Sous vide will result in great steaks, juicy pork and chicken, and succulent salmon. Plus, it has all kinds of other excellent applications! For best results with your sous vide cooker, I recommend purchasing these two accessories...and skipping pretty much everything else.
The big trend in sous vide these days is using food storage bags and the "water displacement method" to remove air from the bag. With this method, you submerge the filled bag in the water bath slowly, letting the water pressure push the air to the surface, then seal the bag. Yes, this works, but it's a sub-optimal method for these reasons:
- You'll never remove as much air with the displacement method as you will using a quality vacuum sealer, so your results won't be as predictable. (Sous vide works best when there is no air in the bag to insulate food from the heated, circulating water.)
- Because it's hard to get all the air out, storage bags are more prone to float in the water bath. Floating bags are a no-no with sous vide because food won't cook evenly (which is the whole point of sous vide!).
- Storage bags aren't as durable as vacuum bags, so they're more prone to puncturing in the bath. This is especially true for long cooks (more than a couple of hours).
- You can't trust the seal on storage bags like you can on a vacuum-sealed bag, so you often have to clip the bag to the rim of the sous vide container to prevent it from submerging all the way.
Additionally, with a vacuum sealer you can save even more time and money. Here's how:
- Buy meat in bulk and store in your freezer. Vacuum-sealed food can last up to 5 times as long as non-vacuum sealed food. And no freezer burn!
- If you add seasoning to meat before you vacuum seal, it's ready to pop into your sous vide machine straight from the freezer. This makes dinner prep easy and reduces packaging waste, as well.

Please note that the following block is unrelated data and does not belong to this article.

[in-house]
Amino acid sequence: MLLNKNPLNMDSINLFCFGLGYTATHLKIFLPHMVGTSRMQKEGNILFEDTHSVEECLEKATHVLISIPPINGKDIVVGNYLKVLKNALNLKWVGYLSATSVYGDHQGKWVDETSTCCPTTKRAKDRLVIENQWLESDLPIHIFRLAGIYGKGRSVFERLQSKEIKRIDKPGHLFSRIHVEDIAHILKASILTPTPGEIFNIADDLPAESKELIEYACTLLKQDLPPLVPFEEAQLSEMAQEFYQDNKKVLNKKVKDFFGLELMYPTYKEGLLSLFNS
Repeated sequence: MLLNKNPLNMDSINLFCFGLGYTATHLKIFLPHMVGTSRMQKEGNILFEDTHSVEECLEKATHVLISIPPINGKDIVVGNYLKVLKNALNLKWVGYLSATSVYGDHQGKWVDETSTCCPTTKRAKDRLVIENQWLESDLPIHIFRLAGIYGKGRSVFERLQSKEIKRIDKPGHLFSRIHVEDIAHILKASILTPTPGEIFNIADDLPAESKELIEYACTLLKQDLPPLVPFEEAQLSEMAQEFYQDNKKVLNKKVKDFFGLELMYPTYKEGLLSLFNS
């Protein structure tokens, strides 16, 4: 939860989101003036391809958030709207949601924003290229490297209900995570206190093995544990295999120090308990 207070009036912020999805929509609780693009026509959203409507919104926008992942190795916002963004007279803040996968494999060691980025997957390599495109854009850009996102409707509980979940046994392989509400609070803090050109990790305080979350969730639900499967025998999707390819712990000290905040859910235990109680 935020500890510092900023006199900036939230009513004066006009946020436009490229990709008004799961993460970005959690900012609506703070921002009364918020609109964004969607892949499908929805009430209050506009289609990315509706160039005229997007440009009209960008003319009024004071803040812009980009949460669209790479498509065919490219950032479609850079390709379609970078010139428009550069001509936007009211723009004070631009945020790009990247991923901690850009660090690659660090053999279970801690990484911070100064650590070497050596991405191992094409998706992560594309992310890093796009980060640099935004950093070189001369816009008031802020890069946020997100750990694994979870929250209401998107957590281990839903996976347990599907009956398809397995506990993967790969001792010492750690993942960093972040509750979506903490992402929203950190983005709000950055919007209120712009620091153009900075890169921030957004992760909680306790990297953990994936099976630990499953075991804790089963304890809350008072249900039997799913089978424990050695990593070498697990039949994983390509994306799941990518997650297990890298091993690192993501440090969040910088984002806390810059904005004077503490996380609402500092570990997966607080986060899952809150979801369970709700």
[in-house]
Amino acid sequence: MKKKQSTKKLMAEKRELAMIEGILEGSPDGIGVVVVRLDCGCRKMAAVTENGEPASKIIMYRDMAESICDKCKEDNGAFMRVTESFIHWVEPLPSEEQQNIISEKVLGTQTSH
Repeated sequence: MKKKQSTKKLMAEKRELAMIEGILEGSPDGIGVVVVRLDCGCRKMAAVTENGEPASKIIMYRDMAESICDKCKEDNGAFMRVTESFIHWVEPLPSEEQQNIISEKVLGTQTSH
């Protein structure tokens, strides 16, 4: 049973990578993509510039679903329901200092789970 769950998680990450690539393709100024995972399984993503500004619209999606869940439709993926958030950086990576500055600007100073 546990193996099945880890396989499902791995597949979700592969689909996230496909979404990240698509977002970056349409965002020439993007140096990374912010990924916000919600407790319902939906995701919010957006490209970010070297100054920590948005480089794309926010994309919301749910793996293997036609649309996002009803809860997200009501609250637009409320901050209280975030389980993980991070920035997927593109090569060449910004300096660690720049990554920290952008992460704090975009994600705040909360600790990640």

- Uses for a vacuum sealer extend way beyond sous vide--for that matter, they even go beyond the kitchen. Vacuum seal meat for a fast marinade; vacuum seal dry goods for longer shelf life; vacuum seal medical supplies to keep them sterile; vacuum seal clothes to maximize storage space--you'll be amazed at the uses you find for your vacuum sealer!
Most stats you'll read say that the average American family saves about $2700 a year in food costs and reduced waste by having a vacuum sealer. If you have a sous vide cooker, I'm sure that figure is even higher. And if you sous vide your food in the same bags you freeze it in, you reduce your waste even more.
For more information on vacuum sealers, see my article, Why Every Kitchen Needs a Food Vacuum Sealer.
The biggest issue when doing proteins with sous vide, especially those expensive cuts of steak, is how to finish it. There is no browning with sous vide cooking, so that step has to be done after you remove the steaks (we'll use these as our example) from the water bath and before serving. It's particularly important with steak because part of what makes a steak so delicious is its browned, crispy exterior.
You can use a lot of methods to sear your steaks and other proteins. You can use a smoking hot cast iron pan, a broiler, a grill, or a hot oven. You can even deep fry your steaks (absolutely delicious, but calorie-laden and messy--save this one for a special occasion).
So if you already have a skillet and a stovetop, why invest in a torch? Here are a few reasons:
- A torch produces an excellent crust with minimal cooking time, so you don't run the risk of overcooking the steak.
- If you put the steaks over an outdoor grill for torching, voila! No pans to wash!